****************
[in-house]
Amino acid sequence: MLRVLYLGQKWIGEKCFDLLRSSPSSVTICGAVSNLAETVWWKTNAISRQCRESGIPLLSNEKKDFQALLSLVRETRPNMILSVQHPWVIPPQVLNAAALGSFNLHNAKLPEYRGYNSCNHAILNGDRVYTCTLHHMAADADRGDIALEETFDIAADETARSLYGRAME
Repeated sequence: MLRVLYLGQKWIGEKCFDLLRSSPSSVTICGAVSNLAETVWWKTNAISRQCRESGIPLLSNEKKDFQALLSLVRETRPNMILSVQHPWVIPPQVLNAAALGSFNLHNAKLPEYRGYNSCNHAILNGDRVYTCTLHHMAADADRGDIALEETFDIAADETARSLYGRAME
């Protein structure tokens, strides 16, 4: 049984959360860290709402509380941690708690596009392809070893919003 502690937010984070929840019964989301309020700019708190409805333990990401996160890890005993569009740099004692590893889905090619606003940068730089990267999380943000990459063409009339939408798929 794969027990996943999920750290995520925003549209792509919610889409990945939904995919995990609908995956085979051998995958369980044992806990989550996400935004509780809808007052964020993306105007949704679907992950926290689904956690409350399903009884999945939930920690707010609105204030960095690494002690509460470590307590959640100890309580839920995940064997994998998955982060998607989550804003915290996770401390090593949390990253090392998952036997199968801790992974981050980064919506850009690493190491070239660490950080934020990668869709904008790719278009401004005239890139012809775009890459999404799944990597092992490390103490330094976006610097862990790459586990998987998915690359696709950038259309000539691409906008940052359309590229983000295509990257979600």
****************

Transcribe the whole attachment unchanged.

[in-house]
Amino acid sequence: MLRVLYLGQKWIGEKCFDLLRSSPSSVTICGAVSNLAETVWWKTNAISRQCRESGIPLLSNEKKDFQALLSLVRETRPNMILSVQHPWVIPPQVLNAAALGSFNLHNAKLPEYRGYNSCNHAILNGDRVYTCTLHHMAADADRGDIALEETFDIAADETARSLYGRAME
Repeated sequence: MLRVLYLGQKWIGEKCFDLLRSSPSSVTICGAVSNLAETVWWKTNAISRQCRESGIPLLSNEKKDFQALLSLVRETRPNMILSVQHPWVIPPQVLNAAALGSFNLHNAKLPEYRGYNSCNHAILNGDRVYTCTLHHMAADADRGDIALEETFDIAADETARSLYGRAME
């Protein structure tokens, strides 16, 4: 049984959360860290709402509380941690708690596009392809070893919003 502690937010984070929840019964989301309020700019708190409805333990990401996160890890005993569009740099004692590893889905090619606003940068730089990267999380943000990459063409009339939408798929 794969027990996943999920750290995520925003549209792509919610889409990945939904995919995990609908995956085979051998995958369980044992806990989550996400935004509780809808007052964020993306105007949704679907992950926290689904956690409350399903009884999945939930920690707010609105204030960095690494002690509460470590307590959640100890309580839920995940064997994998998955982060998607989550804003915290996770401390090593949390990253090392998952036997199968801790992974981050980064919506850009690493190491070239660490950080934020990668869709904008790719278009401004005239890139012809775009890459999404799944990597092992490390103490330094976006610097862990790459586990998987998915690359696709950038259309000539691409906008940052359309590229983000295509990257979600």